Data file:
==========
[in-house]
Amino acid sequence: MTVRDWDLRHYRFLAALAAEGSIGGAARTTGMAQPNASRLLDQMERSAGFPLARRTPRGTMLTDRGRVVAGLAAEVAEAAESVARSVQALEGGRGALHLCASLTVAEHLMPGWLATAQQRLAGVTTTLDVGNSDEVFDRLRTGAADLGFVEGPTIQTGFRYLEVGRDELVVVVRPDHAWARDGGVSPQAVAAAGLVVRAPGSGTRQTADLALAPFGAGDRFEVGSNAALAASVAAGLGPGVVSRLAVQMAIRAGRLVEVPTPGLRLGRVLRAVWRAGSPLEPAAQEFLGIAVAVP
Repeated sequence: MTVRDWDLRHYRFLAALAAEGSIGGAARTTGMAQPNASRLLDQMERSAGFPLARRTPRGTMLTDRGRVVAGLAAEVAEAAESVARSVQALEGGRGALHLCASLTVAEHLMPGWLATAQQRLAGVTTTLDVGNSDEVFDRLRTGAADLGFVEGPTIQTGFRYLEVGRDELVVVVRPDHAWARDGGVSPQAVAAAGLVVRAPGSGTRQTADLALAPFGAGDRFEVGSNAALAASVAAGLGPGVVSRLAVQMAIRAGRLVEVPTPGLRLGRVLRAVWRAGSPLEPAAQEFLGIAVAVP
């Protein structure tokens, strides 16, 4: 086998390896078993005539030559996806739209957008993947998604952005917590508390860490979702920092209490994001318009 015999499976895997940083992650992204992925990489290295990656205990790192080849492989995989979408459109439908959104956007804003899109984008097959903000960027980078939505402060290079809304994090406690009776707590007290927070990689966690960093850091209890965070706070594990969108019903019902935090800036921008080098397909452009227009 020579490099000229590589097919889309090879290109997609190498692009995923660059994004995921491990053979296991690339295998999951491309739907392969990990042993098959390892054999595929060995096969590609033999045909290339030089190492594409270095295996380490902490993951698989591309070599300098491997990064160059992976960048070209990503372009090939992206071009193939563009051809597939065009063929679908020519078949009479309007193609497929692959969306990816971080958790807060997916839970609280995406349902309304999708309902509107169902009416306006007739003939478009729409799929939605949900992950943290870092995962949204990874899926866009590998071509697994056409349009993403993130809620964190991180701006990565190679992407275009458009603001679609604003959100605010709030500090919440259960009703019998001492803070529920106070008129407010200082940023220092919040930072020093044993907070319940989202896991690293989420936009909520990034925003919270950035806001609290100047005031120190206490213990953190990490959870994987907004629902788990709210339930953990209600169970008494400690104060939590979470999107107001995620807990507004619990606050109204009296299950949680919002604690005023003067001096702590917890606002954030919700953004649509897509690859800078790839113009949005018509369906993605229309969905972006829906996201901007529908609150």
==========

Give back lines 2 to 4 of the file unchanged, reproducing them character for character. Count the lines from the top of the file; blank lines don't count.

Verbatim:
Amino acid sequence: MTVRDWDLRHYRFLAALAAEGSIGGAARTTGMAQPNASRLLDQMERSAGFPLARRTPRGTMLTDRGRVVAGLAAEVAEAAESVARSVQALEGGRGALHLCASLTVAEHLMPGWLATAQQRLAGVTTTLDVGNSDEVFDRLRTGAADLGFVEGPTIQTGFRYLEVGRDELVVVVRPDHAWARDGGVSPQAVAAAGLVVRAPGSGTRQTADLALAPFGAGDRFEVGSNAALAASVAAGLGPGVVSRLAVQMAIRAGRLVEVPTPGLRLGRVLRAVWRAGSPLEPAAQEFLGIAVAVP
Repeated sequence: MTVRDWDLRHYRFLAALAAEGSIGGAARTTGMAQPNASRLLDQMERSAGFPLARRTPRGTMLTDRGRVVAGLAAEVAEAAESVARSVQALEGGRGALHLCASLTVAEHLMPGWLATAQQRLAGVTTTLDVGNSDEVFDRLRTGAADLGFVEGPTIQTGFRYLEVGRDELVVVVRPDHAWARDGGVSPQAVAAAGLVVRAPGSGTRQTADLALAPFGAGDRFEVGSNAALAASVAAGLGPGVVSRLAVQMAIRAGRLVEVPTPGLRLGRVLRAVWRAGSPLEPAAQEFLGIAVAVP
């Protein structure tokens, strides 16, 4: 086998390896078993005539030559996806739209957008993947998604952005917590508390860490979702920092209490994001318009 015999499976895997940083992650992204992925990489290295990656205990790192080849492989995989979408459109439908959104956007804003899109984008097959903000960027980078939505402060290079809304994090406690009776707590007290927070990689966690960093850091209890965070706070594990969108019903019902935090800036921008080098397909452009227009 020579490099000229590589097919889309090879290109997609190498692009995923660059994004995921491990053979296991690339295998999951491309739907392969990990042993098959390892054999595929060995096969590609033999045909290339030089190492594409270095295996380490902490993951698989591309070599300098491997990064160059992976960048070209990503372009090939992206071009193939563009051809597939065009063929679908020519078949009479309007193609497929692959969306990816971080958790807060997916839970609280995406349902309304999708309902509107169902009416306006007739003939478009729409799929939605949900992950943290870092995962949204990874899926866009590998071509697994056409349009993403993130809620964190991180701006990565190679992407275009458009603001679609604003959100605010709030500090919440259960009703019998001492803070529920106070008129407010200082940023220092919040930072020093044993907070319940989202896991690293989420936009909520990034925003919270950035806001609290100047005031120190206490213990953190990490959870994987907004629902788990709210339930953990209600169970008494400690104060939590979470999107107001995620807990507004619990606050109204009296299950949680919002604690005023003067001096702590917890606002954030919700953004649509897509690859800078790839113009949005018509369906993605229309969905972006829906996201901007529908609150």